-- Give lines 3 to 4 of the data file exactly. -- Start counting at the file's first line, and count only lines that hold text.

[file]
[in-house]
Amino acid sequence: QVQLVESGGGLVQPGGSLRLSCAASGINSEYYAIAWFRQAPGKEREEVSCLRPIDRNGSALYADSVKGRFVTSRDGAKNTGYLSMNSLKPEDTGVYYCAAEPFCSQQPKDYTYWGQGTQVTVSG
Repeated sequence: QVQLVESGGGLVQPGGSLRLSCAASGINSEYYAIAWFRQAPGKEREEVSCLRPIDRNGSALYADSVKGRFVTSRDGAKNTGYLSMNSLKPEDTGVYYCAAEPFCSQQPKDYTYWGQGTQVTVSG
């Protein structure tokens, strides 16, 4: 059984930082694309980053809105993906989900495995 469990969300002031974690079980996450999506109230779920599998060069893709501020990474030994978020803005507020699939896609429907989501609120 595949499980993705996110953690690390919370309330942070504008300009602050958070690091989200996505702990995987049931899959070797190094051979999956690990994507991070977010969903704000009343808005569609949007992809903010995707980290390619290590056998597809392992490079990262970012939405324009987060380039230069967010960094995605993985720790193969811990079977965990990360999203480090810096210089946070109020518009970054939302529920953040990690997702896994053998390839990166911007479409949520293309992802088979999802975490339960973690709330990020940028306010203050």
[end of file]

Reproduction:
Repeated sequence: QVQLVESGGGLVQPGGSLRLSCAASGINSEYYAIAWFRQAPGKEREEVSCLRPIDRNGSALYADSVKGRFVTSRDGAKNTGYLSMNSLKPEDTGVYYCAAEPFCSQQPKDYTYWGQGTQVTVSG
């Protein structure tokens, strides 16, 4: 059984930082694309980053809105993906989900495995 469990969300002031974690079980996450999506109230779920599998060069893709501020990474030994978020803005507020699939896609429907989501609120 595949499980993705996110953690690390919370309330942070504008300009602050958070690091989200996505702990995987049931899959070797190094051979999956690990994507991070977010969903704000009343808005569609949007992809903010995707980290390619290590056998597809392992490079990262970012939405324009987060380039230069967010960094995605993985720790193969811990079977965990990360999203480090810096210089946070109020518009970054939302529920953040990690997702896994053998390839990166911007479409949520293309992802088979999802975490339960973690709330990020940028306010203050």